He was born into what he described as "Hollywood Royalty" (his father headed Paramount, his mother was a member of the Jaffe family of agents, producers, and actors), but that didn't help Schulberg get along with his minions. He raised the ire of Hollywood several times over a long career, beginning with his first published novel, What Makes Sammy Run?. It was the tale of an unscrupulous young firebrand who back-stabbed his way into becoming a film producer, and hit such an uncomfortable chord in Hollywood that all attempts to film the story have failed. Ben Stiller reportedly has a new screenplay adaptation ready to go, but even he is having trouble financing the story, originally written back in 1941 but still too close to home for Hollywood types today. There were two television adaptations broadcast in TV's early days, including one starring Jose Ferrer in the 40s, and another more famous version (right) starring John Forsythe, Barbara Rush, Dina Merrill, and Larry Blyden in the late 50s (this one is out on DVD).
Schulberg provided the book to a musical version of the story in the mid-60s, which ran about a year on Broadway and starred Steve Lawrence (above).
More recently, Schulberg has complained that the once-incendiary novel became a "handbook for yuppies."
Budd pissed off Hollywood even further when he appeared before the House Un-American Activities Committee, and named names. He was a frequent collaborator with that other squealer, Elia Kazan, on several high profile films, including On the Waterfront, for which he won an Oscar, and A Face in the Crowd. As a young man, he collaborated with F. Scott Fitzgerald, and wrote a play about the experience, The Disenchanted, for which Jason Robards won a Tony.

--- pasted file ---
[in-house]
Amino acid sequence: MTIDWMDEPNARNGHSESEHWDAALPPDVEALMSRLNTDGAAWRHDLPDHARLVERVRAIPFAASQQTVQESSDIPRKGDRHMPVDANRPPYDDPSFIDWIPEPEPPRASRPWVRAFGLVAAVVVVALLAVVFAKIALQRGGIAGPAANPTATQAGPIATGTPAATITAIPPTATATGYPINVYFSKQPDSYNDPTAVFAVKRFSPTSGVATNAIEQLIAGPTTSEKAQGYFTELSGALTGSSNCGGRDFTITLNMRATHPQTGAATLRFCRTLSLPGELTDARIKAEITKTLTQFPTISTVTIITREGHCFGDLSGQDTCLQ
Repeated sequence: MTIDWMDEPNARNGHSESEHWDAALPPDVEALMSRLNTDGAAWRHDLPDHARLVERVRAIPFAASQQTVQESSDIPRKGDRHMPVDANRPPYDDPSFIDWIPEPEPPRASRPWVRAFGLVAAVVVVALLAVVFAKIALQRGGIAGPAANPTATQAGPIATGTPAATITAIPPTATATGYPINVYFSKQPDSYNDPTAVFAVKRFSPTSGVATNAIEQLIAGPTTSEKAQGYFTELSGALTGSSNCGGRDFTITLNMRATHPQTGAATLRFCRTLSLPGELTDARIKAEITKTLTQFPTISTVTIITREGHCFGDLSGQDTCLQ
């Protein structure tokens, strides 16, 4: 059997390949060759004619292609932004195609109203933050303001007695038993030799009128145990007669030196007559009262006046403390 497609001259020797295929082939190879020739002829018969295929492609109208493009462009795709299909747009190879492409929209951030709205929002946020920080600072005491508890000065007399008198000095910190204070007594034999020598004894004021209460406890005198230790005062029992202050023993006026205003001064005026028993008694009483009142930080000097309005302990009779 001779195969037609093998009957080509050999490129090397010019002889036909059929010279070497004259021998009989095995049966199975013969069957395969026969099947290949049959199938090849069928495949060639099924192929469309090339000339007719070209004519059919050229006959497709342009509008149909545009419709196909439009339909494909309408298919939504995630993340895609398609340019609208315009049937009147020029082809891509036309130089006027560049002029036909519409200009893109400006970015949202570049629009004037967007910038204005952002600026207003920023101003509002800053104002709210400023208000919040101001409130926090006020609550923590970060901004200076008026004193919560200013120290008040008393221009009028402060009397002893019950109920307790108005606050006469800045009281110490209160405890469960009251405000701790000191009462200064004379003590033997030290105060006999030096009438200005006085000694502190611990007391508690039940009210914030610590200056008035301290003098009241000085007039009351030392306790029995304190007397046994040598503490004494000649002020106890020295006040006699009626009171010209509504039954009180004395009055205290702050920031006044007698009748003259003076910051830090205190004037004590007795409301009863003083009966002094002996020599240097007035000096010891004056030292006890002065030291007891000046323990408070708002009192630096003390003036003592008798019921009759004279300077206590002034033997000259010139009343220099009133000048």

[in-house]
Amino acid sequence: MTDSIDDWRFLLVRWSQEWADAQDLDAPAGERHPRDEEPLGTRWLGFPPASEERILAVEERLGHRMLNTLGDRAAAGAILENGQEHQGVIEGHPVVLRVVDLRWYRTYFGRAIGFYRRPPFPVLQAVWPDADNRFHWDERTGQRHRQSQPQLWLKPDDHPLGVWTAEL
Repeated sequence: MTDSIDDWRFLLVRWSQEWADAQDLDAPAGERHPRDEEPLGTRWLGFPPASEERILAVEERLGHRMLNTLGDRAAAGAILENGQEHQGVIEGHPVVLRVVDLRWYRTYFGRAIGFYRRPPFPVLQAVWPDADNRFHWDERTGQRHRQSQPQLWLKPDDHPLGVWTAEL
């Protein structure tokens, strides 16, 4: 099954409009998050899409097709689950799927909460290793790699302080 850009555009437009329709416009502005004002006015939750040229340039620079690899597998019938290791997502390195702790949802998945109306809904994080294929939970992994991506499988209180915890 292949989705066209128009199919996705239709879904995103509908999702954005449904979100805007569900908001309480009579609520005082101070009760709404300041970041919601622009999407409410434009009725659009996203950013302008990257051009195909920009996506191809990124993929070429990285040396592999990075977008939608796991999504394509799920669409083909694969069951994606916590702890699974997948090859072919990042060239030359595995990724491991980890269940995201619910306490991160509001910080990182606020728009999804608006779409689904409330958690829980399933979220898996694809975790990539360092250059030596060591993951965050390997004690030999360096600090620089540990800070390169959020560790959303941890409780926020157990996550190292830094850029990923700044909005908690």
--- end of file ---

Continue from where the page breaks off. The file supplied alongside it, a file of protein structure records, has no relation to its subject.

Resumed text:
Schulberg also wrote short stories and non-fiction, and was the first Boxing Editor for Sports Illustrated. His memoir reflects the exalted position he believed he held in the Hollywood establishment; it is called Moving Pictures: Memories of a Hollywood Prince.
Whatever one may think of his decision to implicate others in his attempt to escape the Commie witch hunts of the early 50s, he must be congratulated for providing one of Hollywood's all-time greatest lines of dialogue:
"I coulda been a contender."
Budd Schulberg died this week at the age of 95.